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Review of the CoolPix 5700 and CoolPix 4500
by Larry Berman and Chris Maher
Visit our CoolPix 5700 and CoolPix 4500 Gallery
Nikons latest, the CoolPix 5700 prosumer digital camera, has a lot going for it. Its 5-megapixel sensor coupled with an 8x zoom and an electronic viewfinder produces beautiful images. It feels light and comfortable in the hand with most controls right where your fingers would expect to find them.
While we would not characterize this as a large camera, at 4.3Ē x 3Ē x 4Ē and about 17 ounces, this is no shirt pocket camera either. The magnesium alloy body should prove to be sturdy. At first glance it appears to be almost identical to the CoolPix 5000, the only difference being the size of the lens.
The Lens
The most noticeable change from Nikonís Coolpix 5000 model is in the range of the zoom lens. While the 5000 excelled with its wide angle (see the June 2002 issue of Shutterbug Magazine for our review), the 5700 has an 8X optical zoom that ranges from 35mm to 280mm (35mm equivalent). This is a bit deficient on the wide end, but nice telephoto on the long end. The range can be extended with the optional 28mm wide angle optical converter lens WC-E80 or the 1.5 x optical telephoto converter lens TC-E15ED which will yield the equivalent of a 420mm telephoto. A minor design issue here. The wide angle converter is physically as large and heavy as the camera itself, and only expands the zoom to only 28mm. Whether itís worth carrying the lens around in your camera bag will be a personal decision. Our recommendation is that the CoolPix 5700 is really part of a two camera system which includes the CoolPix 5000. Both have significant strengths to bring to your camera bag. The CoolPix 5000 with itís wide angle converter gives you the 35mm equivalent of a 19mm lens at one end and the CoolPix 5700 with itís 1.5x converter extends the focal length to 420mm. The combination of cameras gives you a range that any shooter would be envious of. The added benefit of the two camera system is that if something happens to one camera, you always have the other to complete the shoot.
Nikon has always been justifiably proud of the performance of their optics. The 5700 is the first CoolPix to use ED glass in itís built in lens. This lens uses 14 elements in 10 groups (including the 2 ED elements) and Super Integrated Coating to yield crisp images from 1.2 inches to infinity.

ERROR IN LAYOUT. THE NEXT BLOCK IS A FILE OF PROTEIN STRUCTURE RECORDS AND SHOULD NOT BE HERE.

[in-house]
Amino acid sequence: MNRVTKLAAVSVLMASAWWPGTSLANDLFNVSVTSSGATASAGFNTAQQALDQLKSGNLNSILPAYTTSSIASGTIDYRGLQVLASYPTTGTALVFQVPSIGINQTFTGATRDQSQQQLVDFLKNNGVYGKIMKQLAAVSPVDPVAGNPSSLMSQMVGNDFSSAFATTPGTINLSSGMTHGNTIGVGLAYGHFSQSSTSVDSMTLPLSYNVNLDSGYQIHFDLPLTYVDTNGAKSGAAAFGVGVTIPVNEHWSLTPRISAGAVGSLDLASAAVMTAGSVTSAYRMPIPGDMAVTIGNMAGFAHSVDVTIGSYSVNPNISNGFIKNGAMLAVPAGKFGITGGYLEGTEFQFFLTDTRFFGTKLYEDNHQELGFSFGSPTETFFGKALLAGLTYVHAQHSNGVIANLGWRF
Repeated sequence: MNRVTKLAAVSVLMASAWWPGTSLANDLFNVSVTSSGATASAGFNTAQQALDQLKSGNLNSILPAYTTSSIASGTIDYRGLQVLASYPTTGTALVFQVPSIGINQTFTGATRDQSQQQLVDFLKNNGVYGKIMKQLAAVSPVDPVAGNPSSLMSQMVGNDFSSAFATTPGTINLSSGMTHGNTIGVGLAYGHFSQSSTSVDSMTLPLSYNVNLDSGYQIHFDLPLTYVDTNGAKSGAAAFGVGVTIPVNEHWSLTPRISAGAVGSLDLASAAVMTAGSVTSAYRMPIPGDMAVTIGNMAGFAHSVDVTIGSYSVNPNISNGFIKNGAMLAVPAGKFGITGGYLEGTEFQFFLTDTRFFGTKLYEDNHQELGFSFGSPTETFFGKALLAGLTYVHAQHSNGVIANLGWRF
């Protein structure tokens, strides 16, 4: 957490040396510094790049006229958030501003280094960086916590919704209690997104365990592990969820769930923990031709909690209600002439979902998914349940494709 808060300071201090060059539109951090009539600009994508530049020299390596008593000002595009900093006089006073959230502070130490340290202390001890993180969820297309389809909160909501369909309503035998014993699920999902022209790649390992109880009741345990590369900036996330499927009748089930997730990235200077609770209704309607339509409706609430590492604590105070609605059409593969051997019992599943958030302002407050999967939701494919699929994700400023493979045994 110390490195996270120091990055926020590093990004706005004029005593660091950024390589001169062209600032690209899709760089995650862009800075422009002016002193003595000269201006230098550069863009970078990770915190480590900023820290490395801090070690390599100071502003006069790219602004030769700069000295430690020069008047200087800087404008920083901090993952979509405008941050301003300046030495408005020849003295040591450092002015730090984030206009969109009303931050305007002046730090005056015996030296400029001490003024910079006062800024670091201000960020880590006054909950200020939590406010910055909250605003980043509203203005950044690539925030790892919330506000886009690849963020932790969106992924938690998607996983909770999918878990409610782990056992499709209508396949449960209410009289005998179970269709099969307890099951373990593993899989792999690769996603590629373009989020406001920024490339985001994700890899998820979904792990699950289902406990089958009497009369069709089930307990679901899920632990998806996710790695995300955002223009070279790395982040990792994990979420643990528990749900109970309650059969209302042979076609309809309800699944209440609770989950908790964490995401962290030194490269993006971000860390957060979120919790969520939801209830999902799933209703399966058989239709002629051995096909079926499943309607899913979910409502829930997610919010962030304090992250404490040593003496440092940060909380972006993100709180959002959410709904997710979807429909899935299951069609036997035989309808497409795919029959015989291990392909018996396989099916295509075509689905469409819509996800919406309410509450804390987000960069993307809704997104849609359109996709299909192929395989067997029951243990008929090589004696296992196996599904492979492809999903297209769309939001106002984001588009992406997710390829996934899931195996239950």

The Flash
Above the lens is the pop up flash, which opens automatically when needed. As with most small flash units, the light output is limited. Several flash modes are offered, like slow synch, red eye and forced fill. But there appears to be the same problem that plagued the CoolPix 5000 earlier in the year. There is no internal menu setting to disable internal flash, so using studio strobes or off camera SB flashes is somewhat problematic. But we were able to work around the flash limitations of the CoolPix 5000 so with a little ingenuity the limitations of the 5700 can be overcome. I should note here that there was a recent firmware update to the CoolPix 5000 which cured all the flash problems and Iím now using it daily for studio work.
The power source is the same as used on the last few Coolpix models, a proprietary EN-EL1 rechargeable battery. Nikon rates this battery at about 90 minutes of use. We are not fans of proprietary power sources, as we feel that AA rechargeable batteries are much more affordable and available anywhere. In a pinch you can use a 2CR5 non-rechargeable battery, but they are expensive. Serious shooters will want to buy more than one $39.95 EN-EL1 battery or purchase the $140 MB-E5700 power pack, which uses 6 AA batteries. The power pack also gives the camera more balance and a firmer grip. The MB-E5000 is the CoolPix 5000 version of the AA battery pack.
Image Quality
No complaints from us. The picture quality is all that you can expect from a camera bearing Nikonís name. Images were sharp and contrasty, even with the 1.5 converter lens at 420mm. Macro capability is also all that youíd expect from a CoolPix. Because of the extended zoom range, we were able to shoot as if we were using a 105mm macro lens on a 35mm film camera. We shot some wonderful butterfly close ups and auto focus worked flawlessly. The TC-E15ED telephoto converter lens let me reach out and capture some winning moments when we tested it at the zoo. Even in the images that were cropped for composition, the image quality was still there. Itís important to note that when using a long telephoto lens, some kind of camera support is necessary. I did use a tripod for almost all the photos I took with the CoolPix 5700.